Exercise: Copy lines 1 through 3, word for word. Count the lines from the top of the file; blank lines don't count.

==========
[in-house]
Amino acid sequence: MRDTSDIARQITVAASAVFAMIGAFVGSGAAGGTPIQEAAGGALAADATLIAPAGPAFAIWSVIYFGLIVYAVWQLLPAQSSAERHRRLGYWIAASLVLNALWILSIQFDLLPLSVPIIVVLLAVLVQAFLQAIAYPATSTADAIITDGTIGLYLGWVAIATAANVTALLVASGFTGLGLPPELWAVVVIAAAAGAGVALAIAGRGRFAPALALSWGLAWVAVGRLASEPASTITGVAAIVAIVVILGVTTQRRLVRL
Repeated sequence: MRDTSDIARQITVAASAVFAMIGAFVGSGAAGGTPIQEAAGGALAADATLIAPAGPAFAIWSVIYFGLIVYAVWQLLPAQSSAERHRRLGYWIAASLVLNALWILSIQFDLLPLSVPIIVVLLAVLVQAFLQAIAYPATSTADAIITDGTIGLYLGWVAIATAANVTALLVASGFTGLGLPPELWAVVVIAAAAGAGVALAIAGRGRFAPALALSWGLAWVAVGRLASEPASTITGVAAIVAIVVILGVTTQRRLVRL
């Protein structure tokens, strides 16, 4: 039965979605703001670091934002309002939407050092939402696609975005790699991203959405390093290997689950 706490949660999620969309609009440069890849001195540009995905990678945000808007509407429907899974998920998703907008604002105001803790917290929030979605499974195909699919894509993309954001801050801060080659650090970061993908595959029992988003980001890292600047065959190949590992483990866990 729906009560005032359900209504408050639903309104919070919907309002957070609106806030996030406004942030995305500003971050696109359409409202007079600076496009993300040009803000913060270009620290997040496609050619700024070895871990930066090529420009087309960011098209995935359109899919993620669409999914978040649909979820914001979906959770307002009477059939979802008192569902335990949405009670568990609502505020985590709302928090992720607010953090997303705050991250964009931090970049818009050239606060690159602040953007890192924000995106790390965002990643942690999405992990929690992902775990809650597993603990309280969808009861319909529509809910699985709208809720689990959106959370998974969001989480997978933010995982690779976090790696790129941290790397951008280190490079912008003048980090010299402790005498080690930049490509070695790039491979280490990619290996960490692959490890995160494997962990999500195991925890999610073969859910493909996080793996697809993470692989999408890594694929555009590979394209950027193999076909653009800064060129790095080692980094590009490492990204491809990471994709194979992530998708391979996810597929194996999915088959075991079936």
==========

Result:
[in-house]
Amino acid sequence: MRDTSDIARQITVAASAVFAMIGAFVGSGAAGGTPIQEAAGGALAADATLIAPAGPAFAIWSVIYFGLIVYAVWQLLPAQSSAERHRRLGYWIAASLVLNALWILSIQFDLLPLSVPIIVVLLAVLVQAFLQAIAYPATSTADAIITDGTIGLYLGWVAIATAANVTALLVASGFTGLGLPPELWAVVVIAAAAGAGVALAIAGRGRFAPALALSWGLAWVAVGRLASEPASTITGVAAIVAIVVILGVTTQRRLVRL
Repeated sequence: MRDTSDIARQITVAASAVFAMIGAFVGSGAAGGTPIQEAAGGALAADATLIAPAGPAFAIWSVIYFGLIVYAVWQLLPAQSSAERHRRLGYWIAASLVLNALWILSIQFDLLPLSVPIIVVLLAVLVQAFLQAIAYPATSTADAIITDGTIGLYLGWVAIATAANVTALLVASGFTGLGLPPELWAVVVIAAAAGAGVALAIAGRGRFAPALALSWGLAWVAVGRLASEPASTITGVAAIVAIVVILGVTTQRRLVRL